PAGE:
I was talking to my oldest friend from high school last week. Just having a friend from high school is a small miracle to me. To be able to maintain and nurture connection over half a lifetime is a beautiful and remarkable journey. Ramona is that friend, the one that I may not speak to or see for months or longer, and whenever I reach out she is fully and wholeheartedly present. Ramona knows loss. Her beloved dad died of brain cancer, her brother died of suicide and she has lost other friends and family members in similarly tragic ways. She knows how to meet me in my place of sorrow. And even more Ramona-esque, she knows how to make me laugh. So when she said, “Welcome to the club no one wants to belong to,” I had to chuckle. We don’t get to choose, do we? Free admission.
It’s been a month since I lost my dad to suicide. When an 85-year-old ends his own life suddenly and violently, it can be confusing. There are two parts to the story. There’s the part that is obvious: his age. And then there’s the second part: the way he died. Initially, I couldn’t think about one without the other. If my dad had died quietly in his sleep or been ill, I would still be experiencing profound grief, but my grief is complicated. The final act of suicide abruptly ends any chance for me to talk to him, and there were so many things left unsaid. His suicide also highlights his absolute despair in the last few weeks of his life and that is a heavy burden. I have been filled with regret, wishing I’d done more, said more, found a way to mollify his hopelessness.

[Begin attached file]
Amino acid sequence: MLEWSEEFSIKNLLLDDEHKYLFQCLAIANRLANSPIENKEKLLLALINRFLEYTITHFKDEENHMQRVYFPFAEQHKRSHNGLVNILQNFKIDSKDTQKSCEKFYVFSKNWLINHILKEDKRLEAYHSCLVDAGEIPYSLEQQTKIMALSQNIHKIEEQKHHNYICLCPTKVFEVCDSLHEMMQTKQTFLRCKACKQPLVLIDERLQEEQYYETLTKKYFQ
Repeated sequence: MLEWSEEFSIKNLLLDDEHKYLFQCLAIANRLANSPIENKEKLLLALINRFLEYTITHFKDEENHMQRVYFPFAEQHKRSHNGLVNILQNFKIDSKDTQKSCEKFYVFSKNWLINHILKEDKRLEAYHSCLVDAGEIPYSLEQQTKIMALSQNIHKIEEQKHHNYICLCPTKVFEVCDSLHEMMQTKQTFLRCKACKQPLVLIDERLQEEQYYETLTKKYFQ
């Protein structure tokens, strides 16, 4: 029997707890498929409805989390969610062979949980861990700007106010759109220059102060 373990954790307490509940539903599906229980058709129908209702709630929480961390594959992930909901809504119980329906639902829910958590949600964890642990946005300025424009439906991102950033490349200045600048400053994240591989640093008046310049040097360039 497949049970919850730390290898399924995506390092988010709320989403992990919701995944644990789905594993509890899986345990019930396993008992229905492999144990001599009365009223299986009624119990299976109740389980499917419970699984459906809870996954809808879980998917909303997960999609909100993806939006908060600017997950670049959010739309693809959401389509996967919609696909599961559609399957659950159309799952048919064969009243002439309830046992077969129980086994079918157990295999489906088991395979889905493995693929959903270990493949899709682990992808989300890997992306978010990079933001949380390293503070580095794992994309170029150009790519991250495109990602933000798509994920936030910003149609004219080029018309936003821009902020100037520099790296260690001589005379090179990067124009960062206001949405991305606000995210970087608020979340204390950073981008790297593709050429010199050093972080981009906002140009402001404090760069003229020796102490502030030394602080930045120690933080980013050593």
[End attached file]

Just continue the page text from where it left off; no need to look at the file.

I am finally able to talk about and think about him without the clutch of anguish squeezing the breath out of me. And I can start to acknowledge the many blessings that have arrived in my life too.
Perhaps the most remarkable experience in the past month has been the abundance of support and love that has literally overwhelmed me. I have had to open myself up to learn how to receive deeply. My husband did not question or flinch when, unprovoked, I would dissolve into sobs. My friends have showered me with check-ins, cards, gifts, plants, love. And because I made my loss public, my clients have been loving and concerned. As difficult as vulnerability is for me, sharing my loss has taught me a most valuable lesson. Opening myself up to receive the gift of compassion has been a new practice for me and I am seeing all of my relationships with new eyes.
New opportunities have emerged, like daffodils in spring. My brother and I, both of us busy working and raising families, talk and text almost daily. My mother has become more important than ever, and I have increased my effort to check in with her and shower her with love and support. Grieving is a light shining on my humanity. I embrace it, along with every other messy emotion that makes me fully alive to this adventure called life.